Ranked preference voting is relatively new, and most voters probably don’t know about it, but it’s seeing a surge of attention following its role in the 2022 midterms.
In a ranked preference ballot, rather than choosing just one candidate from a list, voters place each candidate on the ballot in order of preference, regardless of party. If a candidate receives a majority of first-preference votes, that candidate wins. If no candidate has more than 50 percent in the first count, the candidate who received the fewest first-preference votes is eliminated from contention and all ballots for the first-listed eliminated candidate are recounted, this time counting second-preference votes. This process is repeated until one of the remaining candidates passes 50 percent.
Maine became the first state to use a ranked-choice system after voters approved the switch in 2016. The system was deployed in the 2018 midterms, causing a House seat to flip from Republican to Democrat when less than 50 percent of the current election was held. First counting of ballots. Both independent candidates received the fewest votes in the first two rounds of counting; When the ballots were replaced, most of their voters favored Democrats. Under Maine’s previous system, a plurality was enough to secure Republican reelection but ranked choice allowed independent voters to still weigh in when voting for a third party.
Alaskans approved a similar measure in 2020. That state’s turnaround drew national attention when Mary Peltola defeated former Gov. Sarah Palin in an August 2022 special election to become the third Democrat elected to the U.S. House in state history. Although nearly 60 percent of voters chose a Republican first, those votes were split between Palin and Nick Begich III; When Begich was excluded and her vote redistributed, only half of her voters chose Palin second, while 30 percent chose Peltola. Therefore, Peltola received the Democratic and Republican votes and won with more than 51 percent of the final tally. (The general election in November saw very similar results, with the same three candidates as well as a Liberal.)
Critics like Palin claim that the ranking choice is too complicated and its complex nature amounts to voter suppression. But 85 percent of Alaskans polled said they found it “easy.”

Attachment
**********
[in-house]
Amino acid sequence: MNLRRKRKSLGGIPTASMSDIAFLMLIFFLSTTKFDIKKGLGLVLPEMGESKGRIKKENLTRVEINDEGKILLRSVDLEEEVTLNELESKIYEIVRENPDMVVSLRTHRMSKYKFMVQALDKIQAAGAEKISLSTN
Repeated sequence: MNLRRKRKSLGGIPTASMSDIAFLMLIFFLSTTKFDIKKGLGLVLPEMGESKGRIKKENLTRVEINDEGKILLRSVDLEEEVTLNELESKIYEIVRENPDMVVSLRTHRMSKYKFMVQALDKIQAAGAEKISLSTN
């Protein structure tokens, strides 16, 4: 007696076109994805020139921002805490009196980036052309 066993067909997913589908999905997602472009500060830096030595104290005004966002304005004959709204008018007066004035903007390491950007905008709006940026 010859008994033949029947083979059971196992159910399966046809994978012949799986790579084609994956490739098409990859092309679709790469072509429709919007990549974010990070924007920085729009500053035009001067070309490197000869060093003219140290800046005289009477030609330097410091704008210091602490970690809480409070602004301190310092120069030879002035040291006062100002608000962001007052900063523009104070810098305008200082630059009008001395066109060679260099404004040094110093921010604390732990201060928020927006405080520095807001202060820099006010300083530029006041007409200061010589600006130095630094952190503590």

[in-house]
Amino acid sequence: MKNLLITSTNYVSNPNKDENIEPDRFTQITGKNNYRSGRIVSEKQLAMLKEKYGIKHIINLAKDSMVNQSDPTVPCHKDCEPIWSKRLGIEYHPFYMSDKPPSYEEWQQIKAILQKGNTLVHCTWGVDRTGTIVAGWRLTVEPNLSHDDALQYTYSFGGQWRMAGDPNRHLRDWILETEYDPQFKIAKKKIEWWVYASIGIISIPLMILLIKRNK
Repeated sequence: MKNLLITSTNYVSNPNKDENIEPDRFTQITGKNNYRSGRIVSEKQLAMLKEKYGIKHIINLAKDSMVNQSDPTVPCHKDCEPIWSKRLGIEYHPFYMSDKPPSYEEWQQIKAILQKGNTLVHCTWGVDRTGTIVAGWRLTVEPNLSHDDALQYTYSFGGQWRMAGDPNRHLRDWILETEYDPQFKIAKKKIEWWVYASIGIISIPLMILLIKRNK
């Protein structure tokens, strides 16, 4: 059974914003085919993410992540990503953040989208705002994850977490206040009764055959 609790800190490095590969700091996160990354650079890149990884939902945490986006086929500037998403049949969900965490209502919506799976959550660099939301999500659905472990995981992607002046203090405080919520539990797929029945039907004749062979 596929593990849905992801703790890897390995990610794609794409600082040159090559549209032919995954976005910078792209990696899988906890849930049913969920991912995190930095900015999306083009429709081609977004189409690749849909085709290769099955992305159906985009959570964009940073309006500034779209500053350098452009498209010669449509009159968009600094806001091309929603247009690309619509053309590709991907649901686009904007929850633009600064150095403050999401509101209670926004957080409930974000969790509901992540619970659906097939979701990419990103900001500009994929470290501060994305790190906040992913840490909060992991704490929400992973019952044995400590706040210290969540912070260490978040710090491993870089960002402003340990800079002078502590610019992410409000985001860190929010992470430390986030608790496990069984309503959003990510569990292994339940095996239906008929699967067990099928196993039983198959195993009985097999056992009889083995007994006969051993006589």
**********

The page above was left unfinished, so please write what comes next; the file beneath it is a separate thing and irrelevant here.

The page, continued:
Ranked choice can do more than just two-party races. Historically, a major obstacle for third-party candidates has been the perception that a vote for long shots is a vote wasted. But on a ranked-choice ballot, voters can rank each candidate in a given race. Over time, it may cause more voters to consider candidates outside the two parties.
Ranked choice also eliminates the need for runoff elections. More than 10 states conduct runoffs when no candidate wins a majority. This requires a second election weeks later and usually results in low turnout. Three Senate elections in Georgia went to runoffs from 2020 to 2022, and each drew 10 percent fewer votes — between 350,000 and 450,000 — than the general election that directly preceded them. If Georgia used a ranked-preference system of voting, voters could simply rank all the candidates in November and skip a runoff altogether.
A downside is that the calculation process takes time. In a traditional system, votes may be counted as soon as voting closes, and mail-in ballots may be counted earlier. Ranked preference ballots may be substituted only after all ballots have been received. For more remote areas, Alaska allowed more than two weeks to receive all ballots.
Both Republicans and Democrats are open to change. After the 2022 runoff, Georgia Secretary of State Brad Raffensperger said The New York Times That he would ask state legislatures to switch to ranked choice voting. Rob Sand, Iowa’s state auditor and the only Democrat elected statewide there in 2022, said ranked choice would be great for the one-third of Iowans who register as independents who don’t run in party primaries. “The bottom line is we have a system that disenfranchises a third of Iowans,” he told Radio Iowa.